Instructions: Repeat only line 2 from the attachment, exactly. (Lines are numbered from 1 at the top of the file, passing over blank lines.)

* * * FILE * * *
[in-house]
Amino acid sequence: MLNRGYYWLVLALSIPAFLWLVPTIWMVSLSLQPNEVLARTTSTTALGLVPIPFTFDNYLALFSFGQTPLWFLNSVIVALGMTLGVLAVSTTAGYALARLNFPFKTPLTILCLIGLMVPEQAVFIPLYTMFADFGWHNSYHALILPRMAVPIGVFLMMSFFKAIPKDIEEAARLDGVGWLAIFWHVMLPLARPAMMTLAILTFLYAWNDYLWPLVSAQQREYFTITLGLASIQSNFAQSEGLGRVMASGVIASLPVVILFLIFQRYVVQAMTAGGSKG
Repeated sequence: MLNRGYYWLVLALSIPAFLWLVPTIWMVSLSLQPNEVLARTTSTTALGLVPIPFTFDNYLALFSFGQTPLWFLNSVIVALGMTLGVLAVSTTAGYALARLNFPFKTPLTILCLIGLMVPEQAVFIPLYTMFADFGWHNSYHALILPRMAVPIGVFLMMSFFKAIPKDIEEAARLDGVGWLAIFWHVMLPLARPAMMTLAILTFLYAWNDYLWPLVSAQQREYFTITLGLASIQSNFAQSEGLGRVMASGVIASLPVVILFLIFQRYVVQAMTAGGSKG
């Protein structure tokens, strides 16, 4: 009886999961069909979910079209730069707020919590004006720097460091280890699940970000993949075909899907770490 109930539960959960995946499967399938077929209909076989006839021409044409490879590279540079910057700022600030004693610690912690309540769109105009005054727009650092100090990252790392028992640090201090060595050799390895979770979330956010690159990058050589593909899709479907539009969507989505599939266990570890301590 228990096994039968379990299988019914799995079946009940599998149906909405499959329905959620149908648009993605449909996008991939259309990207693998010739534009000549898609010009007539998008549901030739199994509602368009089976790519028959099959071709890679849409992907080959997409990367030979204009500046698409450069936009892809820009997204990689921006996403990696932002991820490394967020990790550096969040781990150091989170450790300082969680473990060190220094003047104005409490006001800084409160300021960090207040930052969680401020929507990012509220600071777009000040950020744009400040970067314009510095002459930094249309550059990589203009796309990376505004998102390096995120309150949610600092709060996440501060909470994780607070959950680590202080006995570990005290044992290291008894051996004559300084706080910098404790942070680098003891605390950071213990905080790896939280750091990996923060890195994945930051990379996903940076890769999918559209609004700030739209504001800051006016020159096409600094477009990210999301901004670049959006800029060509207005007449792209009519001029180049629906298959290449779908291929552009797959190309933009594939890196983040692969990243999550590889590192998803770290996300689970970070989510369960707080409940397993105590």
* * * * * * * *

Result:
Amino acid sequence: MLNRGYYWLVLALSIPAFLWLVPTIWMVSLSLQPNEVLARTTSTTALGLVPIPFTFDNYLALFSFGQTPLWFLNSVIVALGMTLGVLAVSTTAGYALARLNFPFKTPLTILCLIGLMVPEQAVFIPLYTMFADFGWHNSYHALILPRMAVPIGVFLMMSFFKAIPKDIEEAARLDGVGWLAIFWHVMLPLARPAMMTLAILTFLYAWNDYLWPLVSAQQREYFTITLGLASIQSNFAQSEGLGRVMASGVIASLPVVILFLIFQRYVVQAMTAGGSKG